Higher education in India
India's higher education system is the third largest in the world, next to the United States and China. The main governing body at the tertiary level is the University Grants Commission, which enforces its standards, advises the government, and helps coordinate between the centre and the state. Accreditation for higher learning is overseen by 12 autonomous institutions established by the University Grants Commission.
Indian higher education system has expanded at a fast pace by adding nearly 20,000 colleges and more than 8 million students in a decade from 2000-01 to 2010-11.. As of 2011[update], India has 42 central universities, 275 state universities, 130 deemed universities, 90 private universities, 5 institutions established and functioning under the State Act, and 33 Institutes of National Importance. Other institutions include 33,000 colleges as Government Degree Colleges and Private Degree Colleges, including 1800 exclusive women's colleges, functioning under these universities and institutions as reported by the UGC in 2012. The emphasis in the tertiary level of education lies on science and technology. Indian educational institutions by 2004 consisted of a large number of technology institutes. Distance learning and open education is also a feature of the Indian higher education system, and is looked after by the Distance Education Council. Indira Gandhi National Open University is the largest university in the world by number of students, having approximately 3.5 million students across the globe.
Some institutions of India, such as the Indian Institutes of Technology (IITs), Indian Institutes of Management (IIMs), National Institute of Technology (NITs), Mody Institute of Technology and Science and Jawaharlal Nehru University have been globally acclaimed for their standard of education. The IITs enroll about 8000 students annually and the alumni have contributed to both the growth of the private sector and the public sectors of India. However, India still lacks internationally prestigious universities such as Harvard, Cambridge, and Oxford.
The average number of affiliated colleges per university is 300. For example Osmania University has 901 colleges affiliated to it while 811 colleges are attached to Pune University.Rashtrasant Tukadoji Maharaj University , Nagpur has 800 colleges with it and Rajasthan University as well as Mumbai University have 735 and 711 colleges attached to them. This phenomenon negatively affects the academic quality of the University.
Rashtriya Uchattar Shiksha Abhiyan
The Rashtriya Uchattar Shiksha Abhiyan is a centrally sponsored flagship umbrella scheme aimed at providing strategic funding to State higher and technical institutions. States will develop comprehensive state higher education plans that utilize an interconnected strategy to address issues of expansion, equity and excellence together. Central funding will be linked to academic, administrative and financial reforms of state higher education. The Rashtriya Uchattar Shiksha Abhiyan proposes to put a ceiling of maximum number of colleges to be affiliated to any university at two hundred. .A total of 316 state public universities and 13,024 colleges will be covered under it.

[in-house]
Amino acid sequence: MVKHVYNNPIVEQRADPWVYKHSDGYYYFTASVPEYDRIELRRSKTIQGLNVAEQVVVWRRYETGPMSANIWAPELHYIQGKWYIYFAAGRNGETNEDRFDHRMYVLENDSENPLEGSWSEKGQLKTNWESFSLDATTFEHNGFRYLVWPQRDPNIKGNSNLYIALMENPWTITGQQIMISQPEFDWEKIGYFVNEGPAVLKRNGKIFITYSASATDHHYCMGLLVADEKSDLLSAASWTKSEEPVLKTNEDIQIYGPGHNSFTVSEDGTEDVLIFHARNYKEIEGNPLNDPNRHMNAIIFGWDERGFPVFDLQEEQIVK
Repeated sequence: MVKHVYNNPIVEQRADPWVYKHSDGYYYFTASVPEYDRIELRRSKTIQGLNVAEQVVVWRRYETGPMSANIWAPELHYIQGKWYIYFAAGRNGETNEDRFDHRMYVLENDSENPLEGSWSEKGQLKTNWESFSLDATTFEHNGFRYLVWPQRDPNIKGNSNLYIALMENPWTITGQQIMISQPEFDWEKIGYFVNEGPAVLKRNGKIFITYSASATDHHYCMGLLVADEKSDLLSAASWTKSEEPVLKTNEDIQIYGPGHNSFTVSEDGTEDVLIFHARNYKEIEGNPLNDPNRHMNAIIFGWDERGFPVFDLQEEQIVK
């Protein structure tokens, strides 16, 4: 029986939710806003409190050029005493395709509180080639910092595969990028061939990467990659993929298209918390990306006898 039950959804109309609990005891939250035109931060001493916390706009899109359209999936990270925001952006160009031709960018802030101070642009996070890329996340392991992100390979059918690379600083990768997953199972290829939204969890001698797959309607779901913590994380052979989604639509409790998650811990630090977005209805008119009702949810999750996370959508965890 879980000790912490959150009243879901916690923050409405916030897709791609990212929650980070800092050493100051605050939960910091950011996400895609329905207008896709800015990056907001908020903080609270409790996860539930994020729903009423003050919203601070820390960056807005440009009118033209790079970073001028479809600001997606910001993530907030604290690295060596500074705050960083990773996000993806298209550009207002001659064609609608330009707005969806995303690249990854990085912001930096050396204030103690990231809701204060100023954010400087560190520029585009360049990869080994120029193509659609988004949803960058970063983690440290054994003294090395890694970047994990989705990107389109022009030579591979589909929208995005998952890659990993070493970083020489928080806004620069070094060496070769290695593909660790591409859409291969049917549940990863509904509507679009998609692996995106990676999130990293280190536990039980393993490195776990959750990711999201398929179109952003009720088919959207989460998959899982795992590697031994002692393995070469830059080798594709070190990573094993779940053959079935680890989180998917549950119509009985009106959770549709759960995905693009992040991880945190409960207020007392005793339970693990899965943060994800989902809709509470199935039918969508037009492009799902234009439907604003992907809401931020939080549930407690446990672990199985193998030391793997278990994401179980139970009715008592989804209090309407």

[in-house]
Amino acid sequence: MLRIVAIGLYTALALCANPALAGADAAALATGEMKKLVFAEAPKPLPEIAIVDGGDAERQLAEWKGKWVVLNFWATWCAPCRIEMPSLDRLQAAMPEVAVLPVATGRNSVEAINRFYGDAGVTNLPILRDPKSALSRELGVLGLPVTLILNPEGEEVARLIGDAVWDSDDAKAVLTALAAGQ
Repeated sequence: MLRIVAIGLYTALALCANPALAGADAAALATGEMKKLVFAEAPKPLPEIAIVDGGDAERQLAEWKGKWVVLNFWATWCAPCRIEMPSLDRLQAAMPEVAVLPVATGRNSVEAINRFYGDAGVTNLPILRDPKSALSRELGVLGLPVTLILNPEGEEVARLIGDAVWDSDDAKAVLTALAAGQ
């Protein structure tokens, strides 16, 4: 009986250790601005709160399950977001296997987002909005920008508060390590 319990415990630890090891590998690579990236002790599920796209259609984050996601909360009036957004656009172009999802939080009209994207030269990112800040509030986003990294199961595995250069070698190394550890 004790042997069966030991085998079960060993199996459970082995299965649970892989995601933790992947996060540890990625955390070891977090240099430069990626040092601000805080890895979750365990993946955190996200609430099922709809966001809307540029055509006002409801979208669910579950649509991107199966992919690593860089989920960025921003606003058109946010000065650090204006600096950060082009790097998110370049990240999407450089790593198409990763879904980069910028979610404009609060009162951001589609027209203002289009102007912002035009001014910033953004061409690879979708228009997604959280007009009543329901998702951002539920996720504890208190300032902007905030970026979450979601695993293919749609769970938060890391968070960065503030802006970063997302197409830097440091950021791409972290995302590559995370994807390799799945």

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Three Indian universities were listed in the Times Higher Education list of the world’s top 200 universities — Indian Institutes of Technology, Indian Institutes of Management, and Jawaharlal Nehru University in 2005 and 2006. Six Indian Institutes of Technology and the Birla Institute of Technology and Science - Pilani were listed among the top 20 science and technology schools in Asia by Asiaweek. The Indian School of Business situated in Hyderabad was ranked number 12 in global MBA rankings by the Financial Times of London in 2010 while the All India Institute of Medical Sciences has been recognized as a global leader in medical research and treatment. The Quacquarelli Symonds (QS) World University Rankings published in 2013 ranked IIT Delhi - 222 with a 49.4% score , IIT Bombay- 233 and IIT Kanpur to 295 , with no Indian university making to top 200 .
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Our university system is, in many parts, in a state of disrepair...In almost half the districts in the country, higher education enrollments are abysmally low, almost two-third of our universities and 90 per cent of our colleges are rated as below average on quality parameters... I am concerned that in many states university appointments, including that of vice-chancellors, have been politicised and have become subject to caste and communal considerations, there are complaints of favouritism and corruption.
Driven by market opportunities and entrepreneurial zeal, many institutions are taking advantage of the lax regulatory environment to offer 'degrees' not approved by Indian authorities. And many institutions are functioning as pseudo non-profit organisations, developing sophisticated financial methods to siphon off the 'profits'. The Encyclopædia Britannica</ref> Regulatory authorities like UGC and AICTE have been trying very hard to extirpate the menace of private universities which are running courses without any affiliation or recognition. Students from rural and semi urban background often fall prey to these institutes and colleges. One the fundamental weaknesses of the system is lack of transparency and recommendations have been made to mandate high standards of data disclosures by institutions on performance.
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